Take a sabbatical! How a break helped solve a problem and birth a fashion brand.

In This Issue:  A story and two lessons learned.

As the setting sun turned the Red Sand Dunes into a martian landscape, the solution to a years long problem came. She had no idea that two years later and in her late 30's, that idea would blossom into her best work as an artist and a designer. 

Saida Mouradova running atop the Red Sand Dunes of Mui Ne Vietnam.
Saida running atop a dune in Mui Ne in 2016. 

In the sleepy fishing town of Mui Ne, Vietnam, our founder and lead designer, Saida, felt her New York world melt away. Her mind uncluttered from the noise, demands of walking Duke, her 11 year old rescue dog, and the constant hustle of selling wholesale luxury fashion to clients worldwide. She was truly resting for the first time in her adult life. 

Red Sand Dunes of Mui Ne by Khanh Phan Photographer
Photo by Khanh Phan Photography.
Follow her! @khanhphanphotography

But it was a day trip to the other worldly landscape of the Red Sand Dunes in Mui Ne where the rest and her revitalized creativity came together in a magical, innovative concept:  Modular Accessories. 

High quality, accessories, jewelry and apparel with parts and pieces that could be removed and interchanged to achieve different looks, color schemes, etc. Why hadn't it been done? Until then, nearly all fashion accessories or jewelry were static, unchanging. But her very dynamic life in New York demanded more.  A single day could have meetings and fashion shows in Manhattan, a dinner in Williamsburg, and an underground dance party in Bushwick. Rarely did she have time to return home and change outfits. The same was true for so many of her friends. Could this idea be the solution?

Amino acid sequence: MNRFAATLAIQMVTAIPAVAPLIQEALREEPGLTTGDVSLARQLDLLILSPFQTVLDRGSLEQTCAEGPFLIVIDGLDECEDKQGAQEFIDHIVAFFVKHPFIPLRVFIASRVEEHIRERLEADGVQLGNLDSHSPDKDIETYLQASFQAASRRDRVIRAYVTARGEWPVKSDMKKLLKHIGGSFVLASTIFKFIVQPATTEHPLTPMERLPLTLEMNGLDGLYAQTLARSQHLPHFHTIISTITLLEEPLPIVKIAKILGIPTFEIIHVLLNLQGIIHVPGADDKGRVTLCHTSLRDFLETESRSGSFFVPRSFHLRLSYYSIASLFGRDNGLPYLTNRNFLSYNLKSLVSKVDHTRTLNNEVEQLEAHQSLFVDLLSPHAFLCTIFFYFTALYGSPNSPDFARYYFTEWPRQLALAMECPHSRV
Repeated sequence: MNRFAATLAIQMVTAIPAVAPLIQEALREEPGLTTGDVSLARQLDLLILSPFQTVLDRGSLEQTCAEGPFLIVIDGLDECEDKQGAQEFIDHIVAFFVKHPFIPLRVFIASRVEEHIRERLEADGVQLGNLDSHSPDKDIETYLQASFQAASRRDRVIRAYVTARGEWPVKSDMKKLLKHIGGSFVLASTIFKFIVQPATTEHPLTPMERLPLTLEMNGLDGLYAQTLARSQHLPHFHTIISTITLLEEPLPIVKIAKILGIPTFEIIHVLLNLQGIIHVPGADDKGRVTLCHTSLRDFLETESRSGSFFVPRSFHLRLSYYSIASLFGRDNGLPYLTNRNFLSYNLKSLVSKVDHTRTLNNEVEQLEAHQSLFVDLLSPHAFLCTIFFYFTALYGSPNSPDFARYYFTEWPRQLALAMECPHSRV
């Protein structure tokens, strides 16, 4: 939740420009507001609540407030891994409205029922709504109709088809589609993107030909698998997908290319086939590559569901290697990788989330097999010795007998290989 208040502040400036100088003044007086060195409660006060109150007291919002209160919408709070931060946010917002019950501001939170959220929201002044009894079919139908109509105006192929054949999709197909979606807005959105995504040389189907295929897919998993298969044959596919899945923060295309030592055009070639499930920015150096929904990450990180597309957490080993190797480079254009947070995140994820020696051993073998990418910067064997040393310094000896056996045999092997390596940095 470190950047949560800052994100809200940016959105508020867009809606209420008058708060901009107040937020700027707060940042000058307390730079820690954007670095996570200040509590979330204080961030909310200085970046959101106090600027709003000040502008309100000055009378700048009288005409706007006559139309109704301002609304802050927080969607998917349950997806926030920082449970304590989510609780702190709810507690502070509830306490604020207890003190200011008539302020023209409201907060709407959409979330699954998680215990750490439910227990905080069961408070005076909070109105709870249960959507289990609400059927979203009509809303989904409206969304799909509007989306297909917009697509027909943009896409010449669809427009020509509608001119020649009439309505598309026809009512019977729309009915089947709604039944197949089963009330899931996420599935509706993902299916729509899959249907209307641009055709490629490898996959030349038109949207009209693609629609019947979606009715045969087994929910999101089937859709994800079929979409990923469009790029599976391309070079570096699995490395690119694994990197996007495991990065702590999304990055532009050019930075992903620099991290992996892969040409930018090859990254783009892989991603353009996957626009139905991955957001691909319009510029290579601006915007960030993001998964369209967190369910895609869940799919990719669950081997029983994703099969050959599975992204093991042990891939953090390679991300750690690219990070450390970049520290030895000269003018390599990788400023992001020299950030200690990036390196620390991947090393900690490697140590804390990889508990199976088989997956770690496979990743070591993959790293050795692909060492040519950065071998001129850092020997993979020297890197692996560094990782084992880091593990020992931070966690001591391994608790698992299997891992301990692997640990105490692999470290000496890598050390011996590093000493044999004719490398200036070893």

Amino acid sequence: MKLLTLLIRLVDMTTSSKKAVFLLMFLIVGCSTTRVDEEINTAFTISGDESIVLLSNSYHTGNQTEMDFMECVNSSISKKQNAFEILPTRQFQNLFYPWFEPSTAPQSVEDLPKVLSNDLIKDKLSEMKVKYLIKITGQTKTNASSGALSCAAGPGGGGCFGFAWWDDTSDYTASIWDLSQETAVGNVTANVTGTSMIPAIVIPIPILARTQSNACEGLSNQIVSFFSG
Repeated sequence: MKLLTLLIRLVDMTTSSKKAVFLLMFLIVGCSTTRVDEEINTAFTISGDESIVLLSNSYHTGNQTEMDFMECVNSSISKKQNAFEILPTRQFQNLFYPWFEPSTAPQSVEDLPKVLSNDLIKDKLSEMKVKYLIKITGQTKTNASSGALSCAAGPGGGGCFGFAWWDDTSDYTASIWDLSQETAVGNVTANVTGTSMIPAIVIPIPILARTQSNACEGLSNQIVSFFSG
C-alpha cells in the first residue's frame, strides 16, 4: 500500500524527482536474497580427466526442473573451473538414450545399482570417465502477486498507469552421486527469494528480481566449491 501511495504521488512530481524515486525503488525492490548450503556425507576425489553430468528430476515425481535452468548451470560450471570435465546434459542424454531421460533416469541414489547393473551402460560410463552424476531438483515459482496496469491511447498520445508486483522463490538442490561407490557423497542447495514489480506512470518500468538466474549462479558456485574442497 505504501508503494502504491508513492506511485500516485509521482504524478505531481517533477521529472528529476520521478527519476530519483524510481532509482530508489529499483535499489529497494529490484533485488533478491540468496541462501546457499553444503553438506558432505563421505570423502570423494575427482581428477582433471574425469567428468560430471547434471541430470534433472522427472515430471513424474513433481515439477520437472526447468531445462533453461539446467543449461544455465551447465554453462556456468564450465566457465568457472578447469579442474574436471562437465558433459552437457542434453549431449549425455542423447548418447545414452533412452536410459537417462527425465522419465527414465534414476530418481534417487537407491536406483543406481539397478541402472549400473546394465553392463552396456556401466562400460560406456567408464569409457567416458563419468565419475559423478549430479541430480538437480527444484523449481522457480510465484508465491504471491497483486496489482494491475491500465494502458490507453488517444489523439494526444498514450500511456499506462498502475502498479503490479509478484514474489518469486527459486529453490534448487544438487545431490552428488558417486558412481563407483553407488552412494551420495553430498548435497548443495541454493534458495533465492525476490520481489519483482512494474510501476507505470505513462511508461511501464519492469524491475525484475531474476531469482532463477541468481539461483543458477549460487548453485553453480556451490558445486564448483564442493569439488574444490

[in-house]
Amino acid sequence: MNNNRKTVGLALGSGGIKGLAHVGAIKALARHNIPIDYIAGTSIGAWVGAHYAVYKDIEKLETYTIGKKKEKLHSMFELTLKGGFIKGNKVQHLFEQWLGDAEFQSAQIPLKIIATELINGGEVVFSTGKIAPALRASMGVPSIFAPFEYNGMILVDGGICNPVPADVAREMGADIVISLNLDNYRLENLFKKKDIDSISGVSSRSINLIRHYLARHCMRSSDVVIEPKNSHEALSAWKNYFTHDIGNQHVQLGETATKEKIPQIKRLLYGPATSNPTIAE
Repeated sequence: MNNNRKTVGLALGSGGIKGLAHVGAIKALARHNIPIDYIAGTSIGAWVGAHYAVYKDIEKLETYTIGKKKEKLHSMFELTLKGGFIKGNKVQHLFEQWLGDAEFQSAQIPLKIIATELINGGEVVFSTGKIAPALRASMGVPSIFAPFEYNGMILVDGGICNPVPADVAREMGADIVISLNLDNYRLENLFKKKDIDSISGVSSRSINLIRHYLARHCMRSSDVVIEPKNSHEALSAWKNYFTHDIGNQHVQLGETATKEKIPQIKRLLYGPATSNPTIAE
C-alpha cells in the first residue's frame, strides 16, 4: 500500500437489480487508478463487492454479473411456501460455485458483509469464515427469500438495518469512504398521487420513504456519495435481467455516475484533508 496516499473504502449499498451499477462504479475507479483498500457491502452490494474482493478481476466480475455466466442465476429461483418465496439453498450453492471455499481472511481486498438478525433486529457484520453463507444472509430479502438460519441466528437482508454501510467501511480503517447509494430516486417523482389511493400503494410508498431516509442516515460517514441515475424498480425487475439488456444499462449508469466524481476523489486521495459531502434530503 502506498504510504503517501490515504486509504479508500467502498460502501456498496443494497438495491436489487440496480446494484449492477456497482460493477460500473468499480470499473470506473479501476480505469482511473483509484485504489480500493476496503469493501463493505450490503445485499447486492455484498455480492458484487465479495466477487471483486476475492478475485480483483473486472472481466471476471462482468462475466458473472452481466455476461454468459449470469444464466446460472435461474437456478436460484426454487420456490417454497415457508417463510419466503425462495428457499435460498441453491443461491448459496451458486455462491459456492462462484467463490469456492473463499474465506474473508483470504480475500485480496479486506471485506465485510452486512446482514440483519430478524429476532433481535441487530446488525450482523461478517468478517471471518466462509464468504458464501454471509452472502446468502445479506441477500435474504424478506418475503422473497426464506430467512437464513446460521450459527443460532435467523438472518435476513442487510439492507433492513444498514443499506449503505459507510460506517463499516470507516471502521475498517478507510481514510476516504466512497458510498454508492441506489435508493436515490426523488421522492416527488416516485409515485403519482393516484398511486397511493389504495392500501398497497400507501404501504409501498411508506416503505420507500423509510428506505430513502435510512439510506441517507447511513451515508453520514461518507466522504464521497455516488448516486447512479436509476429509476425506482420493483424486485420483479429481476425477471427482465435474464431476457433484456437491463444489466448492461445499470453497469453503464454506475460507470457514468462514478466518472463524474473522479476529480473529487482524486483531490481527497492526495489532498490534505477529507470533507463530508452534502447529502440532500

Saida spent the next year prototyping different mediums. Metals, 3D printing, and more. Nothing seemed to work. It was the childhood memories of old quality garments and her exposure to fashion history through her design career at brands like Ralph Lauren that shifted her search toward the past. Indigenous techniques from around the world from before mass consumption and waste became so prevalent. In our next installment of our origin story, we'll share how the beading technique you see today became our signature look. 

Today's Lessons: 

It's Not Too Late. Saida found her inspiration in her late 30's. She also became a mother for the first time. Keep your dreams and inspiration alive. 

Take a Break. Breaks from our regular routine and "the rat race" are important. Not only for our physical and emotional health, but also our creative abilities. Your next breakthrough idea or the solution to a lingering problem just might come when you're doing nothing. Here's a Harvard Business Review article that talks about the importance of breaks with practical suggestions on how to actually take one given our busy lives. 

With love and gratitude,
Saida, Michael and the Object & Dawn Team 



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